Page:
53yo with intermittent speech problems
•PMH is otherwise unremarkable
•Neurologically intact except for mild word finding difficulty
Questions seem to be leading. Question 4 is confusing at best.
I hope to improve my knowledge. Best Regards, Tomasz Skaba
Prognosis is poor in spite of all available treatment modalities.
I would have advised CT/PET Scan of the body before getting CT Scan of a particular part
Case Explanation: Explanation of Answers
1. The patient has a history of renal cell carcinoma therefore re-staging his cancer by obtaining a CT of his chest/abd/pelvis would be prudent prior to treating his brain lesion. The presence of wide-spread metastatic disease would potentially change your treatment plan. The diagnosis of multiple myeloma, infection and demyelinating disease are less likely.
2. The most common types of cancer to result in brain metastasis are lung cancer, breast cancer, and melanoma. Colon, prostate and renal cell have a much lower incidence of brain metastases.
3. SRS doses for brain metastasis are usually 20Gy for a single isocenter (smaller lesions) and 17.5Gy for multiple isocenters (larger lesions).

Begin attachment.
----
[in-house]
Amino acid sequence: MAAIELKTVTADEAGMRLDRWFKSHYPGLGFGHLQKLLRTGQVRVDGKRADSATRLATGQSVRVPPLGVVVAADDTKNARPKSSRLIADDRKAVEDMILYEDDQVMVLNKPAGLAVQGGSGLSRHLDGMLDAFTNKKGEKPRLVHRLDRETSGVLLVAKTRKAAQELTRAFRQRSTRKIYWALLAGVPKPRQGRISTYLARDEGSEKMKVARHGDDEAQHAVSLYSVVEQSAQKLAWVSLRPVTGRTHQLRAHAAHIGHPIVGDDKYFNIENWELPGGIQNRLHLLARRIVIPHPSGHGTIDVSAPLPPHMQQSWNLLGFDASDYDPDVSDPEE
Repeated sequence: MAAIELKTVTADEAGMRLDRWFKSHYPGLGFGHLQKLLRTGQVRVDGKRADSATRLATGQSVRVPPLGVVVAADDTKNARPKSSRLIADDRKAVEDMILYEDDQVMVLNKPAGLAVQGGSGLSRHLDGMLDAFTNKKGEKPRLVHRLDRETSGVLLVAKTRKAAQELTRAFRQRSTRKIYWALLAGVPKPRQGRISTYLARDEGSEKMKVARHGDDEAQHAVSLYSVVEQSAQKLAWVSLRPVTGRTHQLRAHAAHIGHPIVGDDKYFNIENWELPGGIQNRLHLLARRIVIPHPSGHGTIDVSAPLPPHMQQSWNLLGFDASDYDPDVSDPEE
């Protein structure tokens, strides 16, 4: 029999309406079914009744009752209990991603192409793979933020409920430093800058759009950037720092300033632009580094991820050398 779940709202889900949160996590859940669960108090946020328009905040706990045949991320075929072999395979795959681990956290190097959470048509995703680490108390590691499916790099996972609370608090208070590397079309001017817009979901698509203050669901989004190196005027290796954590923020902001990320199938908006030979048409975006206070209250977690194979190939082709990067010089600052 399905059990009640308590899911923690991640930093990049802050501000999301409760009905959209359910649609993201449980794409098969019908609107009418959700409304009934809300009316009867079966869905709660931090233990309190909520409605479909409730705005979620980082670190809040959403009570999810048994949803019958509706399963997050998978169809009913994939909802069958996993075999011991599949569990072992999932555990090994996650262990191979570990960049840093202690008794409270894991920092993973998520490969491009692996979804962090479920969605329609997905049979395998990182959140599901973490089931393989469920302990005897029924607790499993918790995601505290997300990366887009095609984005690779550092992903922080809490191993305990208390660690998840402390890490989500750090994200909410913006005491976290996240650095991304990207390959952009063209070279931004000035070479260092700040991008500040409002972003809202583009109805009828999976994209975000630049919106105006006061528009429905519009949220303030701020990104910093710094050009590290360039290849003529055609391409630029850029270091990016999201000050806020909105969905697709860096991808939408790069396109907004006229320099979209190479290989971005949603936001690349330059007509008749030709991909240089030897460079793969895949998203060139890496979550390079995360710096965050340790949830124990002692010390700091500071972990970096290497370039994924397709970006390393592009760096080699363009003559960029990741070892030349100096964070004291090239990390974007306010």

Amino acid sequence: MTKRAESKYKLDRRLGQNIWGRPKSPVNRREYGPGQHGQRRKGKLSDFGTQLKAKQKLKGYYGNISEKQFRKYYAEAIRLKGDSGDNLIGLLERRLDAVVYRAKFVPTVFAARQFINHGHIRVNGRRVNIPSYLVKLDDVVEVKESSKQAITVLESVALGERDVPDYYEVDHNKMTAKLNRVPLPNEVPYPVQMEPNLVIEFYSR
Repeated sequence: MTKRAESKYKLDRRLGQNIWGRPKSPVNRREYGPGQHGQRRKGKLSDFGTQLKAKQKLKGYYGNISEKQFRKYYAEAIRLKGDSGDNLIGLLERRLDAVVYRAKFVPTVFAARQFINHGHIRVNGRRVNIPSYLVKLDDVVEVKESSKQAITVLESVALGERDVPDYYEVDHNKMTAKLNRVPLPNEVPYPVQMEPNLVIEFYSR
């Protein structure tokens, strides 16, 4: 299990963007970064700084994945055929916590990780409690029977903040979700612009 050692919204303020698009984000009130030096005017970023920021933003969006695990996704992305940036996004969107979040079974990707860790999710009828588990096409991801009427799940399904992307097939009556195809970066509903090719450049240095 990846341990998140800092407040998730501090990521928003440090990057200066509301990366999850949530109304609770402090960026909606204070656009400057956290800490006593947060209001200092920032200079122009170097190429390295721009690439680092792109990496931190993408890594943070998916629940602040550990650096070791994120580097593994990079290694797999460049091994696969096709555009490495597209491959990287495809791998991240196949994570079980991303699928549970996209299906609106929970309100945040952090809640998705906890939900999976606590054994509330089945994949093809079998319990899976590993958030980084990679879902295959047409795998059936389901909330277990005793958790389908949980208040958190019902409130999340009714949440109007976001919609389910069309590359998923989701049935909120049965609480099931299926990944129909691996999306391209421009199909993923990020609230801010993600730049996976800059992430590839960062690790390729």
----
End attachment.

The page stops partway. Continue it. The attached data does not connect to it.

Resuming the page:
4. Radiation necrosis can be treated with hyperbaric oxygen treatment, surgical resection or MRI guided laser ablation (laser interstitial thermotherapy). Continuing steroids for more than 4 weeks is unlikely to result in resolution of the lesion and edema.
•Stelzer et al. Epidemiology and prognosis of brain metastasis. Surg Neurol Int 2013.
•Rahman et al. Radiographic response of brain metastasis after LINAC radiosurgery. Stereotact Funct Neurosurg 2012.
•Shaw et al. Single dose radiosurgical treatment of recurrent previously irradiated primary brain tumors and metastases: Final report of RTOG protocol 90-05. Int J Radiat Oncol Biol Phys 2000.
•Torres-Reveron et al. Stereotactic laser induced thermotherapy (LITT): a novel treatment for brain lesions regrowing after radiosurgery. J Neurooncol 2013.